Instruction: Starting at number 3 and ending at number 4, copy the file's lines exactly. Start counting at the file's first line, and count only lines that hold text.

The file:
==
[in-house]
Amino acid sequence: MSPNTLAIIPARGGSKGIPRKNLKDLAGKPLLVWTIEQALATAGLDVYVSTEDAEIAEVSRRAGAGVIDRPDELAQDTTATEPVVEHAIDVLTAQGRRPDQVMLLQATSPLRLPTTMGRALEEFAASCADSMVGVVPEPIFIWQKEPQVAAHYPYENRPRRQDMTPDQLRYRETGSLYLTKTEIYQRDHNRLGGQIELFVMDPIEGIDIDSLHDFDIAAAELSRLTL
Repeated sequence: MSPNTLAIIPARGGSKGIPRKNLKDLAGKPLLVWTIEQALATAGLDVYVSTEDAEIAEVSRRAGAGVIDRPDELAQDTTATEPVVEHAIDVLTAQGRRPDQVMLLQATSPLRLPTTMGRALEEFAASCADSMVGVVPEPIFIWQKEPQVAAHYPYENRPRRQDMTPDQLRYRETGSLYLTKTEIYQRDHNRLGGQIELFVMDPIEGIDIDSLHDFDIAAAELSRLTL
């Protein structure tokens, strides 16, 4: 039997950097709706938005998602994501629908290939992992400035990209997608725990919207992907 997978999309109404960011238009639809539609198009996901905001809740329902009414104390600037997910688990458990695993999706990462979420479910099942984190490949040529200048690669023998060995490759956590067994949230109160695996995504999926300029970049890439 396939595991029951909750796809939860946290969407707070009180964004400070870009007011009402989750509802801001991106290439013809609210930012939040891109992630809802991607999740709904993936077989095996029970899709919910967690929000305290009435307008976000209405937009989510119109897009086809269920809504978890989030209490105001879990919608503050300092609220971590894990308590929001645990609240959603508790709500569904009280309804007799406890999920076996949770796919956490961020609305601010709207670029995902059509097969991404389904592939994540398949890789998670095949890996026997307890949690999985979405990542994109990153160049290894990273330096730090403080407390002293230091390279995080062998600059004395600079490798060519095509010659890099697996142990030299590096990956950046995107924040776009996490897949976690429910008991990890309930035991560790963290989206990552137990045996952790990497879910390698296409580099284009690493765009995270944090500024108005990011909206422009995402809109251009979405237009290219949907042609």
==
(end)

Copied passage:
Repeated sequence: MSPNTLAIIPARGGSKGIPRKNLKDLAGKPLLVWTIEQALATAGLDVYVSTEDAEIAEVSRRAGAGVIDRPDELAQDTTATEPVVEHAIDVLTAQGRRPDQVMLLQATSPLRLPTTMGRALEEFAASCADSMVGVVPEPIFIWQKEPQVAAHYPYENRPRRQDMTPDQLRYRETGSLYLTKTEIYQRDHNRLGGQIELFVMDPIEGIDIDSLHDFDIAAAELSRLTL
């Protein structure tokens, strides 16, 4: 039997950097709706938005998602994501629908290939992992400035990209997608725990919207992907 997978999309109404960011238009639809539609198009996901905001809740329902009414104390600037997910688990458990695993999706990462979420479910099942984190490949040529200048690669023998060995490759956590067994949230109160695996995504999926300029970049890439 396939595991029951909750796809939860946290969407707070009180964004400070870009007011009402989750509802801001991106290439013809609210930012939040891109992630809802991607999740709904993936077989095996029970899709919910967690929000305290009435307008976000209405937009989510119109897009086809269920809504978890989030209490105001879990919608503050300092609220971590894990308590929001645990609240959603508790709500569904009280309804007799406890999920076996949770796919956490961020609305601010709207670029995902059509097969991404389904592939994540398949890789998670095949890996026997307890949690999985979405990542994109990153160049290894990273330096730090403080407390002293230091390279995080062998600059004395600079490798060519095509010659890099697996142990030299590096990956950046995107924040776009996490897949976690429910008991990890309930035991560790963290989206990552137990045996952790990497879910390698296409580099284009690493765009995270944090500024108005990011909206422009995402809109251009979405237009290219949907042609």